It was therefore a vain hope on phoodoo’s part that the M&M model would be found to somehow behave differently from others. Phoodoo’s bizarre private definition of generation time would not have made any difference — we’d simply find that you needed to equate 100 of phoodoo’s “generations” to one of everyone else’s, and then the M&M model would show the same genetic drift behavior as other models.

32. My own reservations about population genetics are based entirely on the difficulty I have following the math. Phoodoo’s Simplicio has forced what is to me a worthwhile discussion. I particularly appreciate the animation.

33. Since I have invested more time on a neat presentation than phoodoo’s patience and presently uncertain ongoing status really merit, here is a quick textual version of 2 parameters which could depart wildly from a ‘real’ population in a significant manner. They don’t.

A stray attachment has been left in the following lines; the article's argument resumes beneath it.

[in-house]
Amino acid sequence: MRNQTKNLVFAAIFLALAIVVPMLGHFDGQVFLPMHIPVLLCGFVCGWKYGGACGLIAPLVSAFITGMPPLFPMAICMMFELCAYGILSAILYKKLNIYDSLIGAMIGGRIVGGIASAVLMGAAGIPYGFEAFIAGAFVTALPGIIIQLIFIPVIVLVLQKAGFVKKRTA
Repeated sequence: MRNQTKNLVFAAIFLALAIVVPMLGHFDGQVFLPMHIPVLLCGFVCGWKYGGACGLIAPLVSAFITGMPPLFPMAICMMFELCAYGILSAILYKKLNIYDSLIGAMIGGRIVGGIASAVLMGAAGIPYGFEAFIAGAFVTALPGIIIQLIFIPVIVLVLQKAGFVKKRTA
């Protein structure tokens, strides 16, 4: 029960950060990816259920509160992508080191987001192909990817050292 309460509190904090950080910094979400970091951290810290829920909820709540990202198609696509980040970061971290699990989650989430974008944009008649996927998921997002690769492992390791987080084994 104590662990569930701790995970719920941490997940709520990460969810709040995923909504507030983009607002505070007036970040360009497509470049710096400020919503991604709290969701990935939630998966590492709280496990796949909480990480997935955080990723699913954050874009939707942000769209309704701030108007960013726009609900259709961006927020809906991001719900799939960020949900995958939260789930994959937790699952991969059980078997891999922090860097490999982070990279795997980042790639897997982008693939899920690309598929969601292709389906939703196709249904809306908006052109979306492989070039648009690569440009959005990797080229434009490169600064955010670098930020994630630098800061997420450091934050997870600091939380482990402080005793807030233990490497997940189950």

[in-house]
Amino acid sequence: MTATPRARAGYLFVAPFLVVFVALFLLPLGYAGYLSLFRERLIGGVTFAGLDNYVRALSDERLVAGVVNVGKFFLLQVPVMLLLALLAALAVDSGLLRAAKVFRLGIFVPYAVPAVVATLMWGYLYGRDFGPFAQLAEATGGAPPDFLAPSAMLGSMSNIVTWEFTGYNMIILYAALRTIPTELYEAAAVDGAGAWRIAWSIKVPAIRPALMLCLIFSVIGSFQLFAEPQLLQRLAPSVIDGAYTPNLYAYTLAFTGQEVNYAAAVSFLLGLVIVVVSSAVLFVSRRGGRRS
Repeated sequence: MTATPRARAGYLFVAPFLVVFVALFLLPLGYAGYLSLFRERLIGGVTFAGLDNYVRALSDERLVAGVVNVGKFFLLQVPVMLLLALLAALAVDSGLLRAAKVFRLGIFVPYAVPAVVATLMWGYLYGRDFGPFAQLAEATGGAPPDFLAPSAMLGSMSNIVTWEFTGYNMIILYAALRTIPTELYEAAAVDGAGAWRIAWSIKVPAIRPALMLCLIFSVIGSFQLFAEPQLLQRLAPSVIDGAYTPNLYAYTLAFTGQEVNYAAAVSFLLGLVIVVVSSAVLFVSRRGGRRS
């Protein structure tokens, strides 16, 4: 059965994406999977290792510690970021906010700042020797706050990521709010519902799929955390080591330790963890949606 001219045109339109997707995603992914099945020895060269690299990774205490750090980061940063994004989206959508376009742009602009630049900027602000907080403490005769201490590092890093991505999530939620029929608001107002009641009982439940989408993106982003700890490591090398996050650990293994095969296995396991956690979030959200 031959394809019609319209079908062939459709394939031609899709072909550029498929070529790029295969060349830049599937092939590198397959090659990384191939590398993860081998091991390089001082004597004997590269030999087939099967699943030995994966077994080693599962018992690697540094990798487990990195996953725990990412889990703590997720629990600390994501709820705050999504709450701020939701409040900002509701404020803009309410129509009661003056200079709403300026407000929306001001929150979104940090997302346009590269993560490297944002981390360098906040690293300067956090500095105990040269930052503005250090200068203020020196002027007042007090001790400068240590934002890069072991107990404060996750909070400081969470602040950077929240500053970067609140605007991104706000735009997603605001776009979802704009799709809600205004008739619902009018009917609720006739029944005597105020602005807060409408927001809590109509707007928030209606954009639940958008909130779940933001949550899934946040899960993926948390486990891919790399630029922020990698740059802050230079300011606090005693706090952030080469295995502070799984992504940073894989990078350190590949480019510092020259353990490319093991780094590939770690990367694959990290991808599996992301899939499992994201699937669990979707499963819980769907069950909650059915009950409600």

Age at death
Offspring Number

N=10,000

Average age at death,

using the steady tick of birth/death as a timer: N birth/death events.

This is pretty much as you’d expect – the population is at steady state, so N individuals, each having a chance of dying of 1/N per ‘tick’, will indeed on average die once every N ticks! Because N is quite large, and there are N^2 ticks, there is very little variance in this value.